This is how I would solve it (essentially as you did):
Using the change of base formula, we may write:
A single-celled amoeba doubles every 4 days. How long would it take one amoeba to produce a population of about 10,000 amoebae?
I have this problem up above....
I have come up with my own formula, so I posted it on my facebook, then all of a sudden I got 20 or so replies on different formulas. Can you guys help me decide which could be right? I really feel like my formula is right.
1. My formula 4 ( ln 10000 / ln 2) = 13.2877*4= 53.15 days....
I used this as proof on wolfram alpha. 2^x = 10000, and it came to 13.2877 or so, then I multiplied by 4.
2. A friend says this 4 ( ln 10000 / ln 2) + 4 = 57.15084 days which he used this as proof....
(2^(57.15084 / 4)) / 2 = 9 999.98351
thats about 10000
3. Another friend says this
10,000 = 4(2)^(t/4)
2500 = 2^(t/4)
log 2,500 = (t/4) log 2
4 log 2,500 / log 2 = t
t = 45.15 days <==ANSWER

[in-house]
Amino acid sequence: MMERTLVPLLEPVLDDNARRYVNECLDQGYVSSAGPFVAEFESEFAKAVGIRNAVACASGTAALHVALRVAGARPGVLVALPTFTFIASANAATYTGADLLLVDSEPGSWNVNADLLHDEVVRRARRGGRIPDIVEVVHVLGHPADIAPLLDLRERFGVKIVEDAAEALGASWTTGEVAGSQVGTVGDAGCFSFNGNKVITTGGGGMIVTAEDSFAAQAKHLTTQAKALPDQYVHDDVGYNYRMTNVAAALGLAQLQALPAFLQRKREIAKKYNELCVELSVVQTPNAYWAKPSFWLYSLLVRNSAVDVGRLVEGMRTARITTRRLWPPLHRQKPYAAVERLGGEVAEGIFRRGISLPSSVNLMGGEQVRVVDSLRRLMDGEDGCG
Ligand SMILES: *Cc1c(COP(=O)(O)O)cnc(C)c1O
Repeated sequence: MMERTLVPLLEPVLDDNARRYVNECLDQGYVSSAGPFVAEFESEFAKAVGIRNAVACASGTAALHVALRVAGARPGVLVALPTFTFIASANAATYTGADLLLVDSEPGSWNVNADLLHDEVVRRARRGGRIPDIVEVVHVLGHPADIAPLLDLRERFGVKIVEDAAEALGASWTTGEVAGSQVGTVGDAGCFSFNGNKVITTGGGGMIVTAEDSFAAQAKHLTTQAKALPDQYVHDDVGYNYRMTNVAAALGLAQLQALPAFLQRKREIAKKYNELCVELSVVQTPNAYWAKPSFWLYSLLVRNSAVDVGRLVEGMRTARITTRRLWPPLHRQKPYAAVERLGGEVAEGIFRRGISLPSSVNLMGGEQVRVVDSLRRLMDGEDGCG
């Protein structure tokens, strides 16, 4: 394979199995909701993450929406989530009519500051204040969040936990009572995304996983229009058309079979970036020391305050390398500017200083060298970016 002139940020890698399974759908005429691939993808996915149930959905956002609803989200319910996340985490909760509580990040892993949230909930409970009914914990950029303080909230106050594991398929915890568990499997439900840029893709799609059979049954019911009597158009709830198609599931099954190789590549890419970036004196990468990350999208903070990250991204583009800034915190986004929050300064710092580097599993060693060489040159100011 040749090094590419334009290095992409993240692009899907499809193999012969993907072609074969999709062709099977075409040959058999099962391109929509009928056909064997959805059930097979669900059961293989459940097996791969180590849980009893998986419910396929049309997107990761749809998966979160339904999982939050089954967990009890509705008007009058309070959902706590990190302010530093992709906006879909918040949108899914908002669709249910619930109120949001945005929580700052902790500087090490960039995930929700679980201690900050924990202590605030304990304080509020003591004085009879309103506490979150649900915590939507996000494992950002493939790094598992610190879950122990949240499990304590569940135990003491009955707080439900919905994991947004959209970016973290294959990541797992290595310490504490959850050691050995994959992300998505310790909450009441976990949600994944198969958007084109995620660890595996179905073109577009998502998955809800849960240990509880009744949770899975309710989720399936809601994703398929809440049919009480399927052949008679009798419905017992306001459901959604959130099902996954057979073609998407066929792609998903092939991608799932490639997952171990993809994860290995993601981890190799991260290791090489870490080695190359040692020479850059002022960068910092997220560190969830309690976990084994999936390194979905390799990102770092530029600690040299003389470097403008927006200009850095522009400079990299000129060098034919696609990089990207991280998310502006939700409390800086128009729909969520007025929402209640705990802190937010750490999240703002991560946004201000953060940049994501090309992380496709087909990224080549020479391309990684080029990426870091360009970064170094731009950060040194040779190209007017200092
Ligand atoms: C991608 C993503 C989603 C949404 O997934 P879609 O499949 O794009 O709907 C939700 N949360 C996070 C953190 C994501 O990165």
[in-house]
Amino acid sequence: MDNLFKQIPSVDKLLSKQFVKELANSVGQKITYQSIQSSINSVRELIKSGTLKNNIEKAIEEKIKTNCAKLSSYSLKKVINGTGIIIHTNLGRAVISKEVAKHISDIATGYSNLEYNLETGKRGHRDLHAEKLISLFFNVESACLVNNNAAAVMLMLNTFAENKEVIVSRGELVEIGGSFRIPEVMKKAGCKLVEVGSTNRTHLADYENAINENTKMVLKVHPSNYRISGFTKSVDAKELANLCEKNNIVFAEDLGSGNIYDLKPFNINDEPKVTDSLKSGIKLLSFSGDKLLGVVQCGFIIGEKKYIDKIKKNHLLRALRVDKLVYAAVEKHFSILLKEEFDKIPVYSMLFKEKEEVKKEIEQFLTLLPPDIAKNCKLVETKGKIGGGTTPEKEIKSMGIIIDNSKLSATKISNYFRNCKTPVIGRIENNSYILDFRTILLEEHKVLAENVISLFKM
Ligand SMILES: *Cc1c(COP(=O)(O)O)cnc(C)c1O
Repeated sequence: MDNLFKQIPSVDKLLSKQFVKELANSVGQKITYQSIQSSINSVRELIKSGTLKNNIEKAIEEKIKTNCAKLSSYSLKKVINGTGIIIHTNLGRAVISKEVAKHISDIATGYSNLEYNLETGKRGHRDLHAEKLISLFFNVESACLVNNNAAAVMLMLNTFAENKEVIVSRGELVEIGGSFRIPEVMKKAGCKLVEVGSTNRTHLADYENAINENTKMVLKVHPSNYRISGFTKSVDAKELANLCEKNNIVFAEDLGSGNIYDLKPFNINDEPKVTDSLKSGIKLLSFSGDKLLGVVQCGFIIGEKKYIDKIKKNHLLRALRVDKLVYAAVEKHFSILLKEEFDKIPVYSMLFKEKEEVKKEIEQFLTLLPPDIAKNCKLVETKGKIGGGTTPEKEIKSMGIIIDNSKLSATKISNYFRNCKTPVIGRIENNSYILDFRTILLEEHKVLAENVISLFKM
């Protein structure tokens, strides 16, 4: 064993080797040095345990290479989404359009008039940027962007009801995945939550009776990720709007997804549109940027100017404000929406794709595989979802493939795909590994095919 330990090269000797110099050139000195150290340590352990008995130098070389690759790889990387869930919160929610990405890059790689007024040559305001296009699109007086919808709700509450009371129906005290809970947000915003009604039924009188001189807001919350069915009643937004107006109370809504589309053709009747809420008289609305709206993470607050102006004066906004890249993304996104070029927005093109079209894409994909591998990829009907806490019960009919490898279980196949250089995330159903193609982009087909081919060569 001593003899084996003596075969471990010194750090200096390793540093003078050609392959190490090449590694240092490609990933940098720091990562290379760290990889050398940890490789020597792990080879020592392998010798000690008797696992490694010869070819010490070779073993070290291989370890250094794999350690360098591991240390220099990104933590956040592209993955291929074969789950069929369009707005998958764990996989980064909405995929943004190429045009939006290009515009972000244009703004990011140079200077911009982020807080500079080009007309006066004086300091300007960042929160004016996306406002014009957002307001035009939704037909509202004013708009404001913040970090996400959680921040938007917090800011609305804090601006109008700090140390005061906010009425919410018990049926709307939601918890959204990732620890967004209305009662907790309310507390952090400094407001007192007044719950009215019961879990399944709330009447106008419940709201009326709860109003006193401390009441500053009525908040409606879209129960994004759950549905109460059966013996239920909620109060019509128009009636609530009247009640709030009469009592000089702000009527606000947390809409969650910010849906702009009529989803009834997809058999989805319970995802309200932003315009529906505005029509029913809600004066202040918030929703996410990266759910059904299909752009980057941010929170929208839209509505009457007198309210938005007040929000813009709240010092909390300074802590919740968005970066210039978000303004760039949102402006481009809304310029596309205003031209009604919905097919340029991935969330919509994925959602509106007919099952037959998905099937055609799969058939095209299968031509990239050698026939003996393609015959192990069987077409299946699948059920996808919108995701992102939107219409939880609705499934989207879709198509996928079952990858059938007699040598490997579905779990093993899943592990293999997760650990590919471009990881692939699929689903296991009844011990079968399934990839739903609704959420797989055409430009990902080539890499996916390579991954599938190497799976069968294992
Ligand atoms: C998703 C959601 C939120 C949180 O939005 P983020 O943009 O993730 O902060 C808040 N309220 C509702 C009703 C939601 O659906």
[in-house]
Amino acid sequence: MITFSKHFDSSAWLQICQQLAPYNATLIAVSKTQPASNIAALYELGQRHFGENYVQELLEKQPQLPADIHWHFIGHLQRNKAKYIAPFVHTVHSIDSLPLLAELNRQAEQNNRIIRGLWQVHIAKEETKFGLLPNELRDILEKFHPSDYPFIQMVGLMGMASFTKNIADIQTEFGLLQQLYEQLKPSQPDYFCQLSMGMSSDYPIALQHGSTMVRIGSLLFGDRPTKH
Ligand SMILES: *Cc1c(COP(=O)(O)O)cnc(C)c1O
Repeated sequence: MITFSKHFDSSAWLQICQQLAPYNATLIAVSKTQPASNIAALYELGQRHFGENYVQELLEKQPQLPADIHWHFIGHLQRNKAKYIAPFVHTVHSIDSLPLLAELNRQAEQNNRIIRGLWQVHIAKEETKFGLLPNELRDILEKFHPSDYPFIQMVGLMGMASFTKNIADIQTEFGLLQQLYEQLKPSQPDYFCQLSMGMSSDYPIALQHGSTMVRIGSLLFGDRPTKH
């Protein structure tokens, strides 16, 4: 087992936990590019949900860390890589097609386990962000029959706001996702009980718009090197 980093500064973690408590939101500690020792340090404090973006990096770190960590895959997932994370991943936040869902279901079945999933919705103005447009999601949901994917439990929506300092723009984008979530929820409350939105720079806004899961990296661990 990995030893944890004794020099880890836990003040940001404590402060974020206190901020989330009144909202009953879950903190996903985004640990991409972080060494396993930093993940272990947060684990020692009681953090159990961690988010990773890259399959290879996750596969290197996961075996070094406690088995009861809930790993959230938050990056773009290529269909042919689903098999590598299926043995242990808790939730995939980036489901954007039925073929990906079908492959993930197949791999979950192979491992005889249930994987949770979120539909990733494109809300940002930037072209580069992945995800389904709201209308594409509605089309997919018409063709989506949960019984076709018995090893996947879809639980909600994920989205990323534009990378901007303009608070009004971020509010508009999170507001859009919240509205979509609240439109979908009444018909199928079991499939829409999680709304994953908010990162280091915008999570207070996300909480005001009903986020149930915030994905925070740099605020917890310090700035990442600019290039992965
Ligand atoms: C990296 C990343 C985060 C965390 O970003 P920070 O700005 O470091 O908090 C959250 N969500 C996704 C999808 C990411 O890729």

4. Then finally this guy shows up out of nowhere and does this....
P = Po*e^(k*t)
P=pop after time
Po= original population
k= rate constant
t=time
2Po = Po*e^(k*4)
2 = e^(k*4)
ln(2) = k*4
k = (1/4)ln(2)
k = 0.173
10000 = (1)e^(0.173*t)
ln(10000) = 0.173*t
t = 53.2 days
Hello, Nickod777!
A single-celled amoeba doubles every 4 days. How long would it take
one amoeba to produce a population of about 10,000 amoebae?
My formula: . days. . You are correct!
The population function is: . .where is measured in days.
We have: .
Take logs (base 10): .
. . . . . . . . . . . . . . . .
n . . . . . . . . . . . . . . . . . . . . .